The Giantess

Giantess Folklore

September 29, 1996


Giantesses are very rare in most cultures apart from obscure references. I have tried to mention a few I am familiar with and encourage correspondence from people with more information.


Northern Europe

The majority of references to giantesses that I have come across come from the Nordic countries, but many of these tend to be non-descriptive one-line references.


Alta - giantess mother of Heimdall


Asynjr - the generic term for Scandinavian giantesses.


Angrbooa - giantess wife of Loki


Eistla - a Norse giantess


Freya - goddess giantess. One story describes her as being seven times seven times as tall as the tallest man.


Various giantess daughters of Geirroo. Among other things two of them pressed Thor against a ceiling.


Gefjon - a virgin Norse giantess


Gerd - a Scandinavian giantess/diety of light. She is the most beautiful of all creatures.


Heith - a Norse witch giantess.


Hyrrokin was an enormous Norse giantess


Imdr - a Norse giantess


Gjolp and Greip - giantess daughters of Aegir.


Gunlad was the Scandinavian giantess who was also the mother of poetry.


Ran was a Norse giantess of the sea capable of holding seafaring ships in one hand. She was fond of stealing sailors.


Skade - the giantess bride of Njord (god of the sea) and different from the race of the early Norse giants. She was the only daughter of Tjasse and was exceedingly beautiful and tall (she could hold a boatload of men in her hand). Unfortunately girls couldn't inherit their father's wealth and Tjasse was in search of eternal youth to keep Skade out of poverty. Tjasse eventually gets killed and Skade ends up as a bride to Njord.


England and Ireland


Long Meg was a giantess at the time of Henry VIII. There probably really was a very tall woman who went by that name, but folklore turned her into a real giantess. Years ago I came across and then lost a series of stories of her adventures. Somewhere out there...


Brobdingagian giantesses. Swift created a world where living creatures were twelves times the size of humans.


Badb was one of the giantess forms of Morrigan - the Irish war goddess. She was sufficiently tall to place a foot on either side of a river.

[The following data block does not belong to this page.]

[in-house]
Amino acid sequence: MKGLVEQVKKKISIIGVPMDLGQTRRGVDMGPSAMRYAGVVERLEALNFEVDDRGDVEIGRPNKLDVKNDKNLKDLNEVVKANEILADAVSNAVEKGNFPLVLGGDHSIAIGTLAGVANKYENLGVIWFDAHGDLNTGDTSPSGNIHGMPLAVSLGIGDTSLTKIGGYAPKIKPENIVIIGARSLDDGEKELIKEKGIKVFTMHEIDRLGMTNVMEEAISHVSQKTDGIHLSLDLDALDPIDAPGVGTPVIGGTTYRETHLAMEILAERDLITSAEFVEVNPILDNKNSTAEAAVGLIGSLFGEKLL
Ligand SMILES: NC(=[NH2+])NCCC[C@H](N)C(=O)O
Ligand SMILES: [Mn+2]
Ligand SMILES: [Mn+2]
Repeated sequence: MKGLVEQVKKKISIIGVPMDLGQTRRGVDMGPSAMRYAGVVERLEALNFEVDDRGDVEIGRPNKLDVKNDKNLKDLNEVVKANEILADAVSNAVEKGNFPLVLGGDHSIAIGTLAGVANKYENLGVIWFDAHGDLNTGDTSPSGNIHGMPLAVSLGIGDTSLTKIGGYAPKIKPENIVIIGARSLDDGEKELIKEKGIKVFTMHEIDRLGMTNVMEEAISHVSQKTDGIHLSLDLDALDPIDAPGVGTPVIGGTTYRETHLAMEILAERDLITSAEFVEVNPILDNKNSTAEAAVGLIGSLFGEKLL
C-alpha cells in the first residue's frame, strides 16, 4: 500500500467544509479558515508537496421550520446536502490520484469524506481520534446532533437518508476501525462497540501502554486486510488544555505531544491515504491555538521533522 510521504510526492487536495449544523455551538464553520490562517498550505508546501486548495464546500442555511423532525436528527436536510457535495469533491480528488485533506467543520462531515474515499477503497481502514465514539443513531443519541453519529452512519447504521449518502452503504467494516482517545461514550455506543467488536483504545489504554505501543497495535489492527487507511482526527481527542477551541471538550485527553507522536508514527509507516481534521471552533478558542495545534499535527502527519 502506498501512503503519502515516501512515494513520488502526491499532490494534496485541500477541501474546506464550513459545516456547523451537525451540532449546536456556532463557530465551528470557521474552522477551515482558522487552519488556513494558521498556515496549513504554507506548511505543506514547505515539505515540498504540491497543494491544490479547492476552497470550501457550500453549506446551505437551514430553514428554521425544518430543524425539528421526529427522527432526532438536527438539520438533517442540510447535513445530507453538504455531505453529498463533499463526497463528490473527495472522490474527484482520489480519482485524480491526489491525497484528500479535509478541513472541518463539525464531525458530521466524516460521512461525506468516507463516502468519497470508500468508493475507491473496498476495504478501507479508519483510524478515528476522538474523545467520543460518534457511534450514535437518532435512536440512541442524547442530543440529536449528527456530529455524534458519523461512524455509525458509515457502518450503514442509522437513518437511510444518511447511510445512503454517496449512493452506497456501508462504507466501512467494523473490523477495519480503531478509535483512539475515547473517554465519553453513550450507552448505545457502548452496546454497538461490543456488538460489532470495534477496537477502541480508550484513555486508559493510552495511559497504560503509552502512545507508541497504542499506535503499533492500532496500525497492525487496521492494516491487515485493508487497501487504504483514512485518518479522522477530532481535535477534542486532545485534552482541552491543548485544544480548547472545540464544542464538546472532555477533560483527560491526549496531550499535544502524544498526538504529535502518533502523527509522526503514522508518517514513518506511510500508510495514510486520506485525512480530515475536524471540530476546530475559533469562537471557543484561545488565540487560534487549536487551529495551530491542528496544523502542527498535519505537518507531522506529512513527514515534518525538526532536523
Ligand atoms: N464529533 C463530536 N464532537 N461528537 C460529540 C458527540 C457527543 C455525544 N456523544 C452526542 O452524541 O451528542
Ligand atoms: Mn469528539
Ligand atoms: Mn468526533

Bebhionn was a giantess from the Maiden's Land far off the West coast of Ireland. She was known for beauty and seduction.


Eriu was a giantess/goddess who gave Ireland its name (Ireland means land of Eriu). She could pick up huge clods of earth in her hand and turn them into armies.


Guinevere (also Gwenhyfar) was the Welsh triple goddess who became part of the Arthurian legends. In some of the tales Arthur marries all three. One of them was an extremely blonde giantess




Southern Europe


Greek mythology is filled with references to titanesses who, in some accounts, are giantesses. The stories vary, but here are some of the players (I would appreciate specific details if anyone has them).










Phoebe (not the one on Friends, although that is an interesting idea:-)






The Zulus have legends about a race of tiny perfectly formed people who happen to be about a half inch tall. They only appear to young virgin women, who would be huge giantesses to them.


The Watusi tribe regularly produces women greater than 185cm tall (the normal definition of a giantess) with 200cm not being rare. Basketball anyone?




I point out a comment from an Indian correspondent (I'm afraid I'm completely unfamiliar with Indian mythology). Apparently giantesses are not uncommon and many references occur in both the Ramayana and Mahabharata. I guess it is time to start learning about other cultures.




The Phra Abhai Mani tales feature giantesses and sea giantesses




The goddess Pele is considered to be a giantess


North America


Several people have written noting the existance of giantesses in native american cultures. None of the notes have been specific, so if you have information...

Giantesses have appeared in movies and ads, which may be considered to be folklore by some. The Attack of the 50 Foot Woman (original and 1993 remake), BFG ads from the 1960s, rock videos, and a few current commercials. For some reason (perhaps the advent of digital editing tools) giantesses seem to be more popular in recent years.


It appears there are two major groups with a more than casual interest in the subject judging from the feedback I receive.

The first (and probably largest if my mail is any indication) is male and is interested in domination of one form or another. One can imagine breaking down that group into several segments, but I won't attempt that here.

The second group is female and is more interested in this mythological manifestation of extremely powerful women. Other than the symbol of the giantess there appears to be little coupling between the two groups as giantesses seem to serve very different purposes for each.

Images of very powerful women are taboo in many cultures, which probably accounts for the vanishingly small giantess/giant ratio in folklore. More recently a few techno-pagan feminists (check out zines and even Wired for references on who these women are) have begun using the symbol of the giantess in prose, poetry, art and even t-shirts (A Fifty Foot Woman is Just About the Right Size). It can be the stuff of myth and legend and perhaps new myth is being created even now.

As women take a more important place in society (or should I say if women take a more important place), it will be interesting to see if images like these take on more importance. It may be that they only make sense as parody in a world where women are second class citizens.


Stephanie Evans